It happens every season. Someone unexpectedly bounces back, breaks out, or finally starts demonstrating promise, and the hyperbole gets out of control. Announcers and bloggers start throwing around plaudits and then the shine comes off. Rather than admit they were wrong, most double down on the praise, overhyping mediocrity as stardom. It’s the nature of the fan connection. Everyone wants to believe in their team and that means believing that the players on their team are capable of stardom. When the hype train gets out of control, the overrated label comes into play. So who are 2019’s most overrated players?
The 2019 MLB All-Overrated Team
Overrated Catcher: Pedro Severino (8 HR, .840 OPS, 1.0 fWAR)
Pedro Severino is not overrated. Catcher is hands down the most difficult position on the field. All catchers deserve respect. That said, there are two factors that prompt Severino’s inclusion here.
First, the Baltimore Orioles are absolutely terrible. That means they might not deserve an All-Star, but they get one anyway. So when the hype begins that Severino might be an All-Star, it should be clear that unless he is exceptional, he is merely an All-Star by default. As he’s 17th among catchers (minimum of 100 at-bats) in fWAR, he’s not exceptional. Catcher is simply a less crowded pool than first base or outfield, meaning Severino is a more plausible candidate than Trey Mancini, the Orioles’ best player.
Secondly, and no offense to Severino, he has been an absolute zero with the bat until this season. So some of the hype is simply the unexpected nature of his production. It represents a major departure from his career norms, and in an Orioles season with little to be excited about, that’s going to get some attention.
First Base: C.J. Cron (17 HR, .882 OPS, 1.3 fWAR)
C.J. Cron hit 30 home runs for the Rays last season then got cut. So he has to feel vindicated with the season he is having. That said, he does not belong in the finale of the new All-Star voting system.
Cron is 16th among first baseman in fWAR, behind Garrett Cooper who has played half as much. He is seventh among just American League first basemen. He has the exact same number of home runs as Luke Voit and Carlos Santana, the two players ahead of him, and six less than Edwin Encarnacion. He also has less fWAR than all three. He’s a nice player, not an All-Star. It is nice to see Minnesota having a good season, though.
Second Base: Jose Altuve (10 HR, .809 OPS, 0.8 fWAR)
No complaints here. Jose Altuve may be 19th among second basemen in fWAR, but he has a track record of stardom and remains as fun to watch as anyone.
Shortstop: Dansby Swanson (15 HR, .791 OPS, 1.4 fWAR)
This one is not even close. The Braves’ broadcast crew talks about Dansby Swanson like he has suddenly become a young Derek Jeter, Nomar Garciaparra or Barry Larkin. It is the very definition of overrated.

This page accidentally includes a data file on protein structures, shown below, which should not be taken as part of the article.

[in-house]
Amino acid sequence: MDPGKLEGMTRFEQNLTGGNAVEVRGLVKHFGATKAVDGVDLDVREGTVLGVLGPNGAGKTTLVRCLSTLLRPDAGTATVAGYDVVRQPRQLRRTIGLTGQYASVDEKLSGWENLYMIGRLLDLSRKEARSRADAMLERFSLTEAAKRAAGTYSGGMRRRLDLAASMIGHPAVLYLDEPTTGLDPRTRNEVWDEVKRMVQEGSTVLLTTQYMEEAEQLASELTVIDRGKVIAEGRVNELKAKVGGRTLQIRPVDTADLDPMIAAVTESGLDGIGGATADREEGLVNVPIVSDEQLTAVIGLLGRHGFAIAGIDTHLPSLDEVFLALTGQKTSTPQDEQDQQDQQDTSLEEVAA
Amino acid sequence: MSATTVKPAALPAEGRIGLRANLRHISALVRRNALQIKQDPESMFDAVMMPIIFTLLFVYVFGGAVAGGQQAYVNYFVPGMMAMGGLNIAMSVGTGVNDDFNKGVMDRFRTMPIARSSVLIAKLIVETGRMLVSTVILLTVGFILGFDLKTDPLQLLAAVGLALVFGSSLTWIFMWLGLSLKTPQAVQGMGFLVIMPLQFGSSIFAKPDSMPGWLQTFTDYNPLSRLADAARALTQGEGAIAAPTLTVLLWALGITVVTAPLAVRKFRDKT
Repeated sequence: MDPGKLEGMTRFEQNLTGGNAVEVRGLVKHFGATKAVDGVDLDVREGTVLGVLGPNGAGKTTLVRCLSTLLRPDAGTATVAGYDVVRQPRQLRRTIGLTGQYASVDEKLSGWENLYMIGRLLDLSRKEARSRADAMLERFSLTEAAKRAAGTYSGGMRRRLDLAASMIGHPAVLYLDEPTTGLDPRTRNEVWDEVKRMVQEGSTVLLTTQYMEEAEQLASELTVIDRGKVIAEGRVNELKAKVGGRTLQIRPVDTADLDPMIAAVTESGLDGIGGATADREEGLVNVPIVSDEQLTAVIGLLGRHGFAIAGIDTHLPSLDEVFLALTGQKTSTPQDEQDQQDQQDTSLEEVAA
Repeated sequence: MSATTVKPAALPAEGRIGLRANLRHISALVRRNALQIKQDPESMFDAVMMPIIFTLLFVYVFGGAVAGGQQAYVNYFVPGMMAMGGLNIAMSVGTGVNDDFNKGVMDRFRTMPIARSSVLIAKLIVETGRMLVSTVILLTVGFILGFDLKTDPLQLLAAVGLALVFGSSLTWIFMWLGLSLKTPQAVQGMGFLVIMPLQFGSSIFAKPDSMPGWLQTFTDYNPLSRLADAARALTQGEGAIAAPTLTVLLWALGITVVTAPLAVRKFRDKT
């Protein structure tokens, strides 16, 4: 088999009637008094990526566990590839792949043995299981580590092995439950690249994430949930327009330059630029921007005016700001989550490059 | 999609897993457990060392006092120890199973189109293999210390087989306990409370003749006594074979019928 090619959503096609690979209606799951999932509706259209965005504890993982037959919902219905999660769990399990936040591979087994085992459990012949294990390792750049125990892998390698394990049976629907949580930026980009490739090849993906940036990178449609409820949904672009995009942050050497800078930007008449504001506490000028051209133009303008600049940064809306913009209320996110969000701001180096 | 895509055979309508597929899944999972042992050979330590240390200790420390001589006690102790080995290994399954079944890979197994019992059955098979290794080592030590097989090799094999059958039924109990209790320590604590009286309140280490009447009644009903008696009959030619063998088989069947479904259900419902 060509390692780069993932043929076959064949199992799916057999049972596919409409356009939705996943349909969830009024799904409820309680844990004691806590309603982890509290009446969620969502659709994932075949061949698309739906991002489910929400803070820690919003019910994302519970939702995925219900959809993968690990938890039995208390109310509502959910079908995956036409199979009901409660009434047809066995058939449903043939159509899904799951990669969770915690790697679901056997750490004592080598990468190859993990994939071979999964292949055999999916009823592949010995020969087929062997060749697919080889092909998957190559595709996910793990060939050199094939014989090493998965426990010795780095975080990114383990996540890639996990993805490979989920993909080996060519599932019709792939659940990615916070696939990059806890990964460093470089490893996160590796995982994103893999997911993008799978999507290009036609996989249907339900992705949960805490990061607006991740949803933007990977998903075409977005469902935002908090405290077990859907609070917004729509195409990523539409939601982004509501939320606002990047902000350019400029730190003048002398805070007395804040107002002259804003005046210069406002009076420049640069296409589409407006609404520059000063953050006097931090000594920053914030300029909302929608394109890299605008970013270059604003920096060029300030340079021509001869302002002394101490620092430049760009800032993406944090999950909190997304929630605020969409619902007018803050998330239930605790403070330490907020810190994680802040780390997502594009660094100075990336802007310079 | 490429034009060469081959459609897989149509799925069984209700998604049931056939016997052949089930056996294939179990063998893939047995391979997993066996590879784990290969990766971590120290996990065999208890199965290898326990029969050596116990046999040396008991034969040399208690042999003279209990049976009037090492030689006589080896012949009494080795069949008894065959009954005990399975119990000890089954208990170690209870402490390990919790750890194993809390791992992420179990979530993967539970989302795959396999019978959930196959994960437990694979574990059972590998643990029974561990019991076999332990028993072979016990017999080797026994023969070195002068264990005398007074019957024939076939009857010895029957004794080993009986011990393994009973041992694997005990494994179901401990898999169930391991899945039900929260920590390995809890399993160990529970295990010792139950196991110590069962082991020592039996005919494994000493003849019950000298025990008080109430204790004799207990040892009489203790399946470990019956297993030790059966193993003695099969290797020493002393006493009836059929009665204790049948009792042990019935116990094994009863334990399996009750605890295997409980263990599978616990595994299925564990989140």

Dansby is finally doing what a number one overall draft pick should do, and that’s show signs of being a productive major league player. However, that does not make him a budding star. He is 18th among major league shortstops in fWAR. A few of those names also play elsewhere, but even that means he is barely in the top half of the league. He has 0.5 less fWAR than Francisco Lindor or Fernando Tatis Jr., both of whom missed over a month with injuries. Braves’ country needs to scale the hype, and the All-Star votes, way, way back on this.
Third Base: Gio Urshela (6 HR, .824 OPS, 1.1 fWAR)
Josh Donaldson was the initial choice here, but a former MVP having a decent year and getting All-Star votes is really nothing to complain about. However, a guy who is 23rd at the position in fWAR, and second on his own team at the position (behind DJ Lemahieu)? That’s overrated.
The fan vote is always interesting. It is an easy way to see which teams are having good seasons. The Yankees are having a great season, despite a litany of injuries, and their fans voted in droves. Gio Urshela is a nice find for the Yankees, who are having an unexpectedly nice season. But Yankees fans are delusional if they think the rest of the league wants to see him in the All-Star game.
The Overrated Outfield Mess: Jason Heyward, Kyle Schwarber, Albert Almora Jr., Aaron Judge, Josh Reddick, Joc Pederson, Eddie Rosario, Nick Markakis
That’s more than three. Yes, yes it is. All of those names qualified for the final vote. Do you know what they all have in common? None of them are in the top 30 in fWAR. How do you single out just three of that many misses?
If the fans get it right, and they occasionally do, Mike Trout, Cody Bellinger, Christian Yelich, Ronald Acuna Jr., Austin Meadows, and either George Springer, Michael Brantley, or Joey Gallo will start the All-Star game. If they get it wrong, it is going to create a mess. All the other finalists have obvious flaws.
Charlie Blackmon can’t hit on the road. Jason Heyward has rebounded from a three-year slump to post decent numbers, but he has 0.9 fWAR. Josh Reddick has the exact same fWAR as Jason Heyward. Aaron Judge has barely played. Nick Markakis and Albert Almora Jr are 87th and 88th among outfielders with 0.4fWAR (though seeing Almora in tears over an injured fan means he might be an All-Star human being). Nice players, all of them, but putting them in the same conversation as Trout, Yelich, Bellinger is just silly. On the other hand, Cubs fans, Astros fans, Yankees fans, and Braves fans clearly like what they are seeing so far.
Most Overrated Overall
It’s either Dansby Swanson or Gio Urshela. Urshela is so unexpected a find, it is hard to fault fans for being excited about him. But in a 2019 season on pace for 1,000 more home runs than in 2018, Swanson’s new career-high of 15 is small potatoes in terms of meaning. He’s hitting less than .260 with an OBP of .322. He’s doing fine, which compared to where he has been is something to take note of. It does not mean he is suddenly a star.
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